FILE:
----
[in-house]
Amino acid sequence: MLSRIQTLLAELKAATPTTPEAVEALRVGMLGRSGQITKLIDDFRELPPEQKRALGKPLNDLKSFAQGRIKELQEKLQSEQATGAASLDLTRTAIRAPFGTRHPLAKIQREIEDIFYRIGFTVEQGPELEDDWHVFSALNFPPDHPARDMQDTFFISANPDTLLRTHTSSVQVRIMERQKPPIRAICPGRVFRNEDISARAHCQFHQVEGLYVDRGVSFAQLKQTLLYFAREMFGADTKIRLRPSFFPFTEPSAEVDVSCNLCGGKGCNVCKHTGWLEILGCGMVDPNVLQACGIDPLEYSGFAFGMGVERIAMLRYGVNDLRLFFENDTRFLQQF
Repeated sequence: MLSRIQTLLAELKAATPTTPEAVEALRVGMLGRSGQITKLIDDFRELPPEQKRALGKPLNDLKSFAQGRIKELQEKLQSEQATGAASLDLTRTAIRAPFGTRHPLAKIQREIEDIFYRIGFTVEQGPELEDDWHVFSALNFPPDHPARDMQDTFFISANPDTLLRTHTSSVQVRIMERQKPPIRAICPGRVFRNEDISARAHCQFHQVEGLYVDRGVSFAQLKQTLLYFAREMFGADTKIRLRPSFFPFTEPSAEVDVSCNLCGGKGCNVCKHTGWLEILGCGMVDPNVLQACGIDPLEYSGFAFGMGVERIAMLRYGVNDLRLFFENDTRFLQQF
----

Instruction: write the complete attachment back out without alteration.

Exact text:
[in-house]
Amino acid sequence: MLSRIQTLLAELKAATPTTPEAVEALRVGMLGRSGQITKLIDDFRELPPEQKRALGKPLNDLKSFAQGRIKELQEKLQSEQATGAASLDLTRTAIRAPFGTRHPLAKIQREIEDIFYRIGFTVEQGPELEDDWHVFSALNFPPDHPARDMQDTFFISANPDTLLRTHTSSVQVRIMERQKPPIRAICPGRVFRNEDISARAHCQFHQVEGLYVDRGVSFAQLKQTLLYFAREMFGADTKIRLRPSFFPFTEPSAEVDVSCNLCGGKGCNVCKHTGWLEILGCGMVDPNVLQACGIDPLEYSGFAFGMGVERIAMLRYGVNDLRLFFENDTRFLQQF
Repeated sequence: MLSRIQTLLAELKAATPTTPEAVEALRVGMLGRSGQITKLIDDFRELPPEQKRALGKPLNDLKSFAQGRIKELQEKLQSEQATGAASLDLTRTAIRAPFGTRHPLAKIQREIEDIFYRIGFTVEQGPELEDDWHVFSALNFPPDHPARDMQDTFFISANPDTLLRTHTSSVQVRIMERQKPPIRAICPGRVFRNEDISARAHCQFHQVEGLYVDRGVSFAQLKQTLLYFAREMFGADTKIRLRPSFFPFTEPSAEVDVSCNLCGGKGCNVCKHTGWLEILGCGMVDPNVLQACGIDPLEYSGFAFGMGVERIAMLRYGVNDLRLFFENDTRFLQQF